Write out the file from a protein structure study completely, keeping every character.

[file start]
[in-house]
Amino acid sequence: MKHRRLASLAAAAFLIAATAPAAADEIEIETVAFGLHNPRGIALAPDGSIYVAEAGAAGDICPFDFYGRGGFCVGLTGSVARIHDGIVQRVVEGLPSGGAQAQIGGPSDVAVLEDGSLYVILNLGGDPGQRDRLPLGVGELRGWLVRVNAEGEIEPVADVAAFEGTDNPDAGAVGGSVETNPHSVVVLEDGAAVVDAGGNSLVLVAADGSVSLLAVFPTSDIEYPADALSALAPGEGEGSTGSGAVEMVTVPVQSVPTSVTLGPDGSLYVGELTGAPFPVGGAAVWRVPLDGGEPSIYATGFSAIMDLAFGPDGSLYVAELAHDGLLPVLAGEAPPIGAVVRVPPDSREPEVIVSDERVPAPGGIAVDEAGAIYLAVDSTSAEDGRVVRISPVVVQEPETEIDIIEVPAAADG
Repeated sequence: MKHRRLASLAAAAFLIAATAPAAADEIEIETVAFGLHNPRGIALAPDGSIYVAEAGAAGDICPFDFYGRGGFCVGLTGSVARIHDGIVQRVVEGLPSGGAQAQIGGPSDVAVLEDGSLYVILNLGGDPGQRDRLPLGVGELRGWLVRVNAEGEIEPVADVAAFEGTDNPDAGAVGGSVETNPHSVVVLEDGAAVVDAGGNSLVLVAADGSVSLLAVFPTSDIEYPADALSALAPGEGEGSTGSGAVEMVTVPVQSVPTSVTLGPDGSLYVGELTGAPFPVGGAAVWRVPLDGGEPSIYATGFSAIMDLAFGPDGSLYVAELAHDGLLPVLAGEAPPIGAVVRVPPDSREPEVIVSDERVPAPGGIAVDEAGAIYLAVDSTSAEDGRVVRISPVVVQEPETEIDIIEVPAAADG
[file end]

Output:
[in-house]
Amino acid sequence: MKHRRLASLAAAAFLIAATAPAAADEIEIETVAFGLHNPRGIALAPDGSIYVAEAGAAGDICPFDFYGRGGFCVGLTGSVARIHDGIVQRVVEGLPSGGAQAQIGGPSDVAVLEDGSLYVILNLGGDPGQRDRLPLGVGELRGWLVRVNAEGEIEPVADVAAFEGTDNPDAGAVGGSVETNPHSVVVLEDGAAVVDAGGNSLVLVAADGSVSLLAVFPTSDIEYPADALSALAPGEGEGSTGSGAVEMVTVPVQSVPTSVTLGPDGSLYVGELTGAPFPVGGAAVWRVPLDGGEPSIYATGFSAIMDLAFGPDGSLYVAELAHDGLLPVLAGEAPPIGAVVRVPPDSREPEVIVSDERVPAPGGIAVDEAGAIYLAVDSTSAEDGRVVRISPVVVQEPETEIDIIEVPAAADG
Repeated sequence: MKHRRLASLAAAAFLIAATAPAAADEIEIETVAFGLHNPRGIALAPDGSIYVAEAGAAGDICPFDFYGRGGFCVGLTGSVARIHDGIVQRVVEGLPSGGAQAQIGGPSDVAVLEDGSLYVILNLGGDPGQRDRLPLGVGELRGWLVRVNAEGEIEPVADVAAFEGTDNPDAGAVGGSVETNPHSVVVLEDGAAVVDAGGNSLVLVAADGSVSLLAVFPTSDIEYPADALSALAPGEGEGSTGSGAVEMVTVPVQSVPTSVTLGPDGSLYVGELTGAPFPVGGAAVWRVPLDGGEPSIYATGFSAIMDLAFGPDGSLYVAELAHDGLLPVLAGEAPPIGAVVRVPPDSREPEVIVSDERVPAPGGIAVDEAGAIYLAVDSTSAEDGRVVRISPVVVQEPETEIDIIEVPAAADG